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Illegal Labor in Strawberry Fields

By Staff Writer Alyssa Karbel '20

· Alyssa Karbel

During the 1960s, most individuals who followed California’s agriculture industry believed that the state would no longer employ any migrant farm workers by the 1970s. They were wrong. Today, migrants constitute a large portion of California’s agricultural work force, and depending on the crop, anywhere from thirty to sixty percent of these migrants are “illegal.”

So, what happened?

First, some background on California’s agricultural industry, specifically that of its strawberry crop. In the early 1950s, California was responsible for one third of the United States’ strawberry crop. Now, the state accounts for eighty percent of strawberries grown in the U.S. and almost twenty-five percent of the world’s commercial strawberries. While California has lost more than seven million acres of fertile farmland since 1964, the land acreage in California dedicated to growing strawberries has increased sevenfold  over the past twenty years. With this rapid expansion in a very labor-intensive row crop, it makes sense that there would be some kind of pressure on the industry’s labor force.

Essentially, illegal immigrants’ willingness to work long hours for extremely low (often illegal) wages has helped sustain California’s agricultural production. Ironically, illegal immigrants, who are frequently reviled and depicted as welfare cheats, effectively subsidize the most important sub-sector of the Californian agriculture economy.

Strawberry crops are one of the most profitable row crops, but they are also one of the riskiest. The fruits can be attacked by a number of pests, and weather patterns largely determine the success of harvests. With a long list of procedures required for ideal strawberry production, the only cost over which a grower can exert any real control is that of labor. With labor costs making fifty to seventy percent of the total costs in strawberry production, cutting labor costs can mean the difference between a profit and a loss for the farm. One of the easiest ways to reduce labor costs is to pay workers “under the table.” Paying an “invisible worker” in cash lowers the price of labor by more than twenty percent, ignoring overtime regulations cuts those costs by fifty percent, and paying less than minimum wage brings the greatest savings of all.

Employing illegal immigrants is so cost-efficient for farms that it is actually chosen over mechanization. According to one labor expert, instead of witnessing the mechanization of California agriculture, we are witnessing its “Mexicanization.” Despite the horrible working conditions, there is an oversupply of people hoping to pick strawberries. Migrants, especially illegal immigrants, care most about the long-term availability of work, not necessarily the pay scale. As migrants continue to cross California’s borders, the supply of available workers continues to increase and wages paid continue to go down. Essentially, the high supply of migrant workers and the under-the-table employment culture give agricultural employers leverage; though the workers technically accept low wages by their own volition, the employer-employee relationship is still exploitative. Labor conditions and standards would be much higher if agricultural employers hired American workers as opposed to vulnerable, impoverished, and “illegal” foreigners who are invisible to the law.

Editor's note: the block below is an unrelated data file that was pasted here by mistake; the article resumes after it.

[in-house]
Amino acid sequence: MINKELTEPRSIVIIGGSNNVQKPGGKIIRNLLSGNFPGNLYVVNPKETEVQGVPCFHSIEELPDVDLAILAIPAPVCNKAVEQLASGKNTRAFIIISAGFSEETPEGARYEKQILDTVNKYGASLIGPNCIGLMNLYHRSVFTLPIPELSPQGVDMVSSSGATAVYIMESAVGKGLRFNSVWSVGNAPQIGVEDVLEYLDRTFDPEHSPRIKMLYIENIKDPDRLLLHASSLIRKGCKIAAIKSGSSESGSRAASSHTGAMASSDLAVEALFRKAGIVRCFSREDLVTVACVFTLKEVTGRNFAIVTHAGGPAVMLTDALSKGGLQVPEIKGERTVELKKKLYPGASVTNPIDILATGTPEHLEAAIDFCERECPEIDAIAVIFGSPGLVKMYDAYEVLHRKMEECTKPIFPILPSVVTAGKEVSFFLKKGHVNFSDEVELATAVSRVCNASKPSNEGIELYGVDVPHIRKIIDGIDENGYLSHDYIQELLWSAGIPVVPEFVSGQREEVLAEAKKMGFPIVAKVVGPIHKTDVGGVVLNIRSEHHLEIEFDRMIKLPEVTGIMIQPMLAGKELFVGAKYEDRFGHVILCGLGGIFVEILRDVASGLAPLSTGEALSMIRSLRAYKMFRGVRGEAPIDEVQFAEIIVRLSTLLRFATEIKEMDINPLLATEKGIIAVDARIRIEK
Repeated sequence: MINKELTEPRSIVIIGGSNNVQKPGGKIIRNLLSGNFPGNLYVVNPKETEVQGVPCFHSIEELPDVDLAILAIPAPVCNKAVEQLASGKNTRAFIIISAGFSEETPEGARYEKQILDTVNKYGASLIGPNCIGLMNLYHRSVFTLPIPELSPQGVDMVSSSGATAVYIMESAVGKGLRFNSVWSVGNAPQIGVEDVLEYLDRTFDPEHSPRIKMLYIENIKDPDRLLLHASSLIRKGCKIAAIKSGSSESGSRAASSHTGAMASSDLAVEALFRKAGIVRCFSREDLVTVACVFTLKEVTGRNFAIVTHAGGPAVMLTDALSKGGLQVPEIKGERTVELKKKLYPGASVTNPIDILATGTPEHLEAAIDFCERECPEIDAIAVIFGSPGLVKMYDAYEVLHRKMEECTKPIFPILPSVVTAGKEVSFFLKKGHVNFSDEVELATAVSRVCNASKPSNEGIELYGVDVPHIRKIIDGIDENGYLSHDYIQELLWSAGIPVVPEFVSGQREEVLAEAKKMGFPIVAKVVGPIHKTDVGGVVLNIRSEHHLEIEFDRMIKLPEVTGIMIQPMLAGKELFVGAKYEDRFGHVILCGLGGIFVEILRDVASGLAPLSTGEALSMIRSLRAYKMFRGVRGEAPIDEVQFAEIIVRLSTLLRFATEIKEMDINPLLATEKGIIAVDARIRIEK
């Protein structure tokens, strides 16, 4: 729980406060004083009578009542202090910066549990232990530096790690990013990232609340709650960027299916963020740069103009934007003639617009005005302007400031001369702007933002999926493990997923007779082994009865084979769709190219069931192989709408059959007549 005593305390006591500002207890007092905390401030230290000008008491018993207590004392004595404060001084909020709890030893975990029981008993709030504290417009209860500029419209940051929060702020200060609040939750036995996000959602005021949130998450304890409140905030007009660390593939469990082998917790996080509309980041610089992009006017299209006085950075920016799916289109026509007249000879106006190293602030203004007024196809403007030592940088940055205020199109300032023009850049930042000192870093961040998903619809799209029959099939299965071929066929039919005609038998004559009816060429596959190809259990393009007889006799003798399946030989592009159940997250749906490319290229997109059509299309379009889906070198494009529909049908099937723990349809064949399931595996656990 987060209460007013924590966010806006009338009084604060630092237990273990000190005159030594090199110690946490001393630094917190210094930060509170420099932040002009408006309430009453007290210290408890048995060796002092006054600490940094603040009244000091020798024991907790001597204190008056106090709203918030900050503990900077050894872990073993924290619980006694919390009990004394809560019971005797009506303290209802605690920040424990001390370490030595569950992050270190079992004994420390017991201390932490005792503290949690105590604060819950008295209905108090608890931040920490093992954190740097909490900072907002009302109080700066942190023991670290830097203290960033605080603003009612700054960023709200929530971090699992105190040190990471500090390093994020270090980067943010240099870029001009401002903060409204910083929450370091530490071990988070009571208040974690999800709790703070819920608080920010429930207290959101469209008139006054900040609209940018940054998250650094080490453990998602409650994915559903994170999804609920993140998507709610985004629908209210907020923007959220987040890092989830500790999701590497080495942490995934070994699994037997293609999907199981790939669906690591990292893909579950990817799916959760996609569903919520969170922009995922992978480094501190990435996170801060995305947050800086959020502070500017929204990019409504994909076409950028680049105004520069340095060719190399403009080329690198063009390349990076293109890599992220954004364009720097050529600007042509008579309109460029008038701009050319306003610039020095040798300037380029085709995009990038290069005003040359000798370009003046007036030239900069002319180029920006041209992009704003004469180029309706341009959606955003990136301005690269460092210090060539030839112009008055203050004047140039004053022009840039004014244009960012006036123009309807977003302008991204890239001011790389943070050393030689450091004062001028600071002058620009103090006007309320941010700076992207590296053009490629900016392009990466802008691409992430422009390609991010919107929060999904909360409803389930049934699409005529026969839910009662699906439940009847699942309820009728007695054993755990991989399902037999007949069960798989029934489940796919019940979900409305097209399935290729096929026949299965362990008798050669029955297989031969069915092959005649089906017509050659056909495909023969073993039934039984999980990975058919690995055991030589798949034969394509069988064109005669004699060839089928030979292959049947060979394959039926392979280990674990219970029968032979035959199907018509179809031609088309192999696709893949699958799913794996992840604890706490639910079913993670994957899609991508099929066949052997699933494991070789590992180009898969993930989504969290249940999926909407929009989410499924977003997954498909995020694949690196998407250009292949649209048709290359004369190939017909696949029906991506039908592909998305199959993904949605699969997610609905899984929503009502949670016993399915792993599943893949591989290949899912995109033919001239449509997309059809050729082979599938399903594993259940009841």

Due to this large supply of migrants, California growers are able to offer wages that discourage American citizens from seeking farm work. Although the wages offered at harvest would place a family below poverty level in the United States, they were up to ten times higher than the wages Mexican peasants could receive in their native villages. This phenomenon developed a system in which the cheap labor of Mexican migrants subsidized Californian agriculture by making the cost of inputs go down.

Turnover rates are extremely high in the strawberry industry due to the labor’s grueling nature, but it is unlikely that there will be any shortage of potential migrants in the foreseeable future. Now constituting 30 million, the rural population of Mexico has tripled since the 1940s. It is likely that many of these rural workers will migrate to California, at least for a period of time, for the opportunity of higher wages.

According to Philip L. Martin, a former member of the Commission on Agricultural Labor “we have essentially privatized the immigration policy of this country.” As long as we tolerate the employment of illegal immigrants in agriculture, American citizens will continue to quit farm labor for better jobs and illegal immigrants will continue to arrive to replace them.

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